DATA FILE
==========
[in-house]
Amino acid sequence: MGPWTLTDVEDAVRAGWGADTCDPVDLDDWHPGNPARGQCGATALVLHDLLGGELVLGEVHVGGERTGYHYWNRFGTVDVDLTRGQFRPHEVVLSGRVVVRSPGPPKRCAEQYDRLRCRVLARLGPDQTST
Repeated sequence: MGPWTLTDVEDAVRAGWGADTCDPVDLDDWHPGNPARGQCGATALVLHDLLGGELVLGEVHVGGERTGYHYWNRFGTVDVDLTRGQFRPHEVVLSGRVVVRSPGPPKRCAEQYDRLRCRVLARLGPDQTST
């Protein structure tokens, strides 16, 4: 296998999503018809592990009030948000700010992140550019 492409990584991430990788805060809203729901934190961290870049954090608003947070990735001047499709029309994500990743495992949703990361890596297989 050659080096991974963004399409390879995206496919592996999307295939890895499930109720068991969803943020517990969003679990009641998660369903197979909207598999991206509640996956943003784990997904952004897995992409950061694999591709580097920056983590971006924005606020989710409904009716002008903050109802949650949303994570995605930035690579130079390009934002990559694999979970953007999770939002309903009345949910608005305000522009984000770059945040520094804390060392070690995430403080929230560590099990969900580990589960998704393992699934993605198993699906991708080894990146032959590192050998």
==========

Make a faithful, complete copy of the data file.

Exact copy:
[in-house]
Amino acid sequence: MGPWTLTDVEDAVRAGWGADTCDPVDLDDWHPGNPARGQCGATALVLHDLLGGELVLGEVHVGGERTGYHYWNRFGTVDVDLTRGQFRPHEVVLSGRVVVRSPGPPKRCAEQYDRLRCRVLARLGPDQTST
Repeated sequence: MGPWTLTDVEDAVRAGWGADTCDPVDLDDWHPGNPARGQCGATALVLHDLLGGELVLGEVHVGGERTGYHYWNRFGTVDVDLTRGQFRPHEVVLSGRVVVRSPGPPKRCAEQYDRLRCRVLARLGPDQTST
């Protein structure tokens, strides 16, 4: 296998999503018809592990009030948000700010992140550019 492409990584991430990788805060809203729901934190961290870049954090608003947070990735001047499709029309994500990743495992949703990361890596297989 050659080096991974963004399409390879995206496919592996999307295939890895499930109720068991969803943020517990969003679990009641998660369903197979909207598999991206509640996956943003784990997904952004897995992409950061694999591709580097920056983590971006924005606020989710409904009716002008903050109802949650949303994570995605930035690579130079390009934002990559694999979970953007999770939002309903009345949910608005305000522009984000770059945040520094804390060392070690995430403080929230560590099990969900580990589960998704393992699934993605198993699906991708080894990146032959590192050998």